Inspired by the wartime experiences of her father-in-law, Bobbie Ann Mason has crafted the haunting and profoundly moving story of an American World War II pilot shot down in Occupied Europe, and his wrenching odyssey of discovery, decades later, as he uncovers the truth about those who helped him escape in 1944.
At twenty-three, Marshall Stone was a confident, cocksure U.S. flyboy stationed in England, with several bombing raids in a B-17 under his belt. But when enemy fighters forced his plane to crash-land in a Belgian field during a mission to Germany, Marshall had to rely solely on the kindness of ordinary Belgian and French citizens to help him hide from and evade the Nazis. Decades later, restless and at the end of his career as an airline pilot, Marshall returns to the crash site and finds himself drawn back in time, unable to stop thinking about the people who risked their lives to save Allied pilots like him. Most of all, he is obsessed by the girl in the blue beret, a courageous young woman who protected and guided him in occupied Paris.
Framed in spellbinding, luminous prose, Marshall’s search for her gradually unfolds, becoming a voyage of discovery that reveals truths about himself and the people he knew during the war. Deeply beautiful and impossible to put down, The Girl in the Blue Beret is an unforgettable story—intimate, affecting, exquisite—of memories, second chances, and one intrepid girl who risked it all for a stranger.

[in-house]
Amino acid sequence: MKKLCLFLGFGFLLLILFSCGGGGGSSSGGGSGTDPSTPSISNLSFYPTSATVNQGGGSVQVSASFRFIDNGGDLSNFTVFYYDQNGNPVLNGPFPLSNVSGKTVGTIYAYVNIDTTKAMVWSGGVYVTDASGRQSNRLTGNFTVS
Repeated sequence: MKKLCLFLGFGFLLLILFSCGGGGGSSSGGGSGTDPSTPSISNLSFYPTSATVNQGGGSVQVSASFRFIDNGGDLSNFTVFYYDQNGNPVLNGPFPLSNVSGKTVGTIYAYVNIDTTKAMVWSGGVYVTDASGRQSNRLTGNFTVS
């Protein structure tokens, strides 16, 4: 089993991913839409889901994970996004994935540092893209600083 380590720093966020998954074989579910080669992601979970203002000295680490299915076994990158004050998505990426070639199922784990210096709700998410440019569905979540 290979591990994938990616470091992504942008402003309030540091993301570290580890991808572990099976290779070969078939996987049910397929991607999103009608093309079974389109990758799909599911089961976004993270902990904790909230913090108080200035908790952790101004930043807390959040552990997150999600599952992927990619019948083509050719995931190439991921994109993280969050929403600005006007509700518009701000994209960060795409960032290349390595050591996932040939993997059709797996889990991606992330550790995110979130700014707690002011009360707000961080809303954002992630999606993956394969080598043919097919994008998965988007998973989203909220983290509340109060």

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About the Author
Bobbie Ann Mason's first short stories were published in The New Yorker, and were then included in her first book of fiction, Shiloh & Other Stories (1982). The collection won the PEN/ Hemingway Award and was nominated for the American Book Award, the PEN/ Faulkner Award, and the National Book Critics Circle Award. She received a Guggenheim Fellowship and a grant from the National Endowment for the Arts, and she received an Award for Literature from the American Academy of Arts and Letters. Her first novel, In Country (2001), is taught widely in classes and was made into a film starring Bruce Willis and Emily Lloyd. Both Feather Crowns (1994) and Zigzagging Down a Wild Trail (2001) won the Southern Book Critics Circle Award. Her memoir, Clear Springs: A Family History (2000), was a finalist for the Pulitzer Prize. Mason belongs to the Authors Guild, PEN, and the Fellowship of Southern Writers. She is former writer-in-residence at the University of Kentucky. Her most recent book, The Girl in the Blue Beret, was released in 2011.
“A spellbinding tale of war, love and survival . . . storytelling at its best.”—Associated Press
“A deeply moving, relevant novel . . . What a stirring tribute to the Resistance this novel is; along with a heartfelt salute to the ordinary women and even girls who sprinkled sand in the gears of Hitler’s army, fighting back in innumerable subtle ways against the Occupation.”—The Washington Post
“[Bobbie Ann Mason] writes with care and grace, creating fully developed, complicated characters that readers will care for and remember long after finishing the book.”—Pittsburgh Post-Gazette
“Ushering her readers back and forth across the decades, [Mason] perfectly weaves history with fiction. . . . [A] near-perfect war story.”—USA Today
“[An] impressive, impassioned new novel. The unforgettable story . . . is a gripping tale of redemption.”—The Miami Herald